So, I stumbled across this insanely relaxing video of a guy crafting this gorgeous, semi-hollow body guitar...
...out of wood shelving.
Okay, did I lose you for 26 minutes?? It's all good—it had me hooked from the first second.
I can play guitar and make some things out of wood.
But, this guy's dedication and innate talent to create something this beautiful and functional blew me away—I may have felt slightly jealous at his playing ability too.
Workmanship at its Finest
His process reminded me of the Renaissance artists chizeling people out of lifeless slabs of marble.
And like those sculptors, this woodworker saw beauty and purpose in lifeless bookshelves. He worked them into a precision instrument, designed to harmonize, reverberate, and look elegant while doing it.
Now, when others pass by this guitar, they will feel compelled to hold it and to play it. It's workmanship at its finest, transforming mute objects into a piece of playable art.
Paul notes this transformation in Christ followers as well. Like those bookshelves, we once were dormant and without life...
"We [including Paul] all once lived in the passions of our flesh, carrying out the desires of the body and of the mind, and were by nature children of wrath..." (Ephesians 2:3).
Then, Paul follows up with a beautiful "but."
(For real. Paul throws a "but" at the most important times...)
But God, being rich in mercy, because of the great love with which he loved us, even when we were dead in our trespasses, made us alive together with Christ—by grace you have been saved—and raised us up with him and seated us with him in the heavenly places in Christ Jesus, so that in the coming ages he might show the immeasurable riches of his grace in kindness toward us in Christ Jesus.
Ephesians 2:4-7 (ESV)
Listen to Paul's crescendo of beauty here...
- Rich mercy
- Great love with which he loved us
- Made us alive together with Christ
- By grace you have been saved
- Seated us with him in the heavenly places
- Immeasurable riches
- Grace...kindness toward us in Christ Jesus
And the song climaxes here...
For by grace you have been saved through faith. And this is not your own doing; it is the gift of God, not a result of works, so that no one may boast. For we are his workmanship, created in Christ Jesus for good works, which God prepared beforehand, that we should walk in them.
Ephesians 2:8-10 (ESV)
Our salvation is completely God's work.
And we are His workmanship, or intentional craftsmanship, "created in Christ Jesus for good works."
Though "works" can't save us, God purposed you and me to "walk in them."
As His workmanship, we were crafted through Christ to harmonize together, reverberate His praises, and shout to the world, "This Church was fashioned by God's good hand!"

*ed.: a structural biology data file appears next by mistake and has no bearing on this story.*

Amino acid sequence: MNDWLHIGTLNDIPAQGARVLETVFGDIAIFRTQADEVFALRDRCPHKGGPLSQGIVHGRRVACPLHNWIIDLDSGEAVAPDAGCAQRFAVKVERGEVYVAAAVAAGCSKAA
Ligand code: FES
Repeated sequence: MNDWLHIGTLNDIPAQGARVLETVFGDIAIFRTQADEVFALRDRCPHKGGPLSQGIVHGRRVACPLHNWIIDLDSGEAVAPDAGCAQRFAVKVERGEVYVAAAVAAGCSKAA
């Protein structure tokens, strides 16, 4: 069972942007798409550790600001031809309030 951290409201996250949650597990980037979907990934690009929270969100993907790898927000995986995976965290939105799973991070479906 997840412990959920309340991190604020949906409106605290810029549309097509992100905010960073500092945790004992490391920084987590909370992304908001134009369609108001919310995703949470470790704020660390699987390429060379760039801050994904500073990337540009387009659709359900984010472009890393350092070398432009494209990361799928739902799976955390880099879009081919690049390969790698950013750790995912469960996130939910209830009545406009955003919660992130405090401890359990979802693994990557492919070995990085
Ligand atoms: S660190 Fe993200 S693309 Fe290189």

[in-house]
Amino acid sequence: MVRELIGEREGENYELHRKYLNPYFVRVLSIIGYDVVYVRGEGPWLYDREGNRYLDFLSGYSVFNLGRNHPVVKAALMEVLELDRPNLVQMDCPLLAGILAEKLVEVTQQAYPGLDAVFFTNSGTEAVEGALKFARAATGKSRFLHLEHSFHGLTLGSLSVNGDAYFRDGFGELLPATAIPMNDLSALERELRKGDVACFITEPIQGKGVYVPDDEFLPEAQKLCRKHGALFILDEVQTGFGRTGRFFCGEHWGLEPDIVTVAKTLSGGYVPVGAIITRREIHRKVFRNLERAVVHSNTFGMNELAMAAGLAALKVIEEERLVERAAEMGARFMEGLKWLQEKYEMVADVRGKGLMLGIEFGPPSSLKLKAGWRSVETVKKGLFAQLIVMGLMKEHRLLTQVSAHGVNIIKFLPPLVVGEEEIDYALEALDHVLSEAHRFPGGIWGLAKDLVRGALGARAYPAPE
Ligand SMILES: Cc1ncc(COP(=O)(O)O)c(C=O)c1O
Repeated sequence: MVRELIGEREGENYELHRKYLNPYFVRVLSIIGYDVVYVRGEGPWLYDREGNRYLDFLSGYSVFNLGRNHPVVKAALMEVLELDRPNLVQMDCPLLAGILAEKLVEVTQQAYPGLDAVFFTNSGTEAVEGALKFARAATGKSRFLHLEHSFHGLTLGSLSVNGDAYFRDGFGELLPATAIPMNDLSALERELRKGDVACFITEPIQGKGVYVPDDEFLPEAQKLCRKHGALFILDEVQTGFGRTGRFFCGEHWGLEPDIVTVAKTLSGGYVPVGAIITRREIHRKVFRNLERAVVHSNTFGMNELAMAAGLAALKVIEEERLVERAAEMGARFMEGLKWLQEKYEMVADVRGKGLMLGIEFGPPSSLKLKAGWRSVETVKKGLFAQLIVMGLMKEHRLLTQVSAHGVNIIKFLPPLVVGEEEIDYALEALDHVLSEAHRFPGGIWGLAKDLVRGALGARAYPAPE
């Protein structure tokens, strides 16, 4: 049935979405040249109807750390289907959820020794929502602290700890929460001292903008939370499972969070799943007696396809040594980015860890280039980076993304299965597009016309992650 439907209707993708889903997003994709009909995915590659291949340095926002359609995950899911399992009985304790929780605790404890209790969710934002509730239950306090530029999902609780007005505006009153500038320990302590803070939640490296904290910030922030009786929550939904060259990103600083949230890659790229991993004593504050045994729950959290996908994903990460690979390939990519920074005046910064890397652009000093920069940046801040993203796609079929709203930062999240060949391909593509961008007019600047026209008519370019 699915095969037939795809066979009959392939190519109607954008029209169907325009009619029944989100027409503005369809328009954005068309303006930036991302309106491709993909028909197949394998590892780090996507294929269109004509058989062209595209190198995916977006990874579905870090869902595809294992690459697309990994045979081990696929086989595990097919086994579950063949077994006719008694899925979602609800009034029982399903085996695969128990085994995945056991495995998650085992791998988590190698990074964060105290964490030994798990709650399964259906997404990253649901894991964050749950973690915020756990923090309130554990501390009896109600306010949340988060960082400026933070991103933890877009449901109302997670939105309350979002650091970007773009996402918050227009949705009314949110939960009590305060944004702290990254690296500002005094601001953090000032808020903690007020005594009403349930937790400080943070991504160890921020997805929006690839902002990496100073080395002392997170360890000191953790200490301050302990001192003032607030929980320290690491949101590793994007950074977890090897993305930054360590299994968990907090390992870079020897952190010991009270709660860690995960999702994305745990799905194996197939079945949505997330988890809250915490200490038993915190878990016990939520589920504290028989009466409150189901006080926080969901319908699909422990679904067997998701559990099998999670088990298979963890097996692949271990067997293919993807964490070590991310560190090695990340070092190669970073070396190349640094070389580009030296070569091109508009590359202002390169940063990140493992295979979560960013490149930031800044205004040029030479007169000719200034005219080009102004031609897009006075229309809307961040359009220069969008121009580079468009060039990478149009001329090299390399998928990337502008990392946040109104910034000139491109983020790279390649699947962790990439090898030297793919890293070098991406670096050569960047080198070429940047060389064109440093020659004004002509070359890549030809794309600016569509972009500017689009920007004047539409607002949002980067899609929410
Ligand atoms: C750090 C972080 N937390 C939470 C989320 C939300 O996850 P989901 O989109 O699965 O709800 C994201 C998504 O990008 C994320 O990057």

So, when the world walks by and sees our actions, my hope and prayer is they see God's hand in every detail.
🍲 Let it Simmer
For those who like nerdy deep-dives and subtle notes in the sauce, this part's for you!
The Greek for "workmanship" is poiema, the word where we get "poem" in English. It's related to the verb poieo, which means to do, to work, to create, or to fashion.
When Paul says we are not saved by "works," it's a totally different Greek word. Instead, he uses ergon, which carries other nuances: toil, labor, occupation, enterprise, act, and deed.
Paul contrasts this kind of work — where you have to earn and toil for your wages— to the unearned "gift" of salvation. He's stressing that toiling for salvation is something we can never achieve since we are made alive through Christ's work, not our own.
We are created to walk and live in the same fashion as our Maker.
But — and the whole of Scripture points to this — God's people are crafted to exude His heart and character. So, when it says we are "created in Christ Jesus for good works [poiema]", we are created to walk and live in the same fashion as our Maker. In fact, the New Testament uses another form of poiema when referring to God as "Maker."
Many have compared us to God's "poem" since we get that word from poiema. But in the New Testament, it's used more broadly to refer to us as God's craftsmanship.
However! A poem is a piece of art, an intentional design, meant to communicate a clear, artful message.
I believe, we are crafted in the same way with intentionality and beauty.
All art, whether a poem or a handmade guitar, radiates something about its creator. And we have the privilege of radiating the heart of Christ.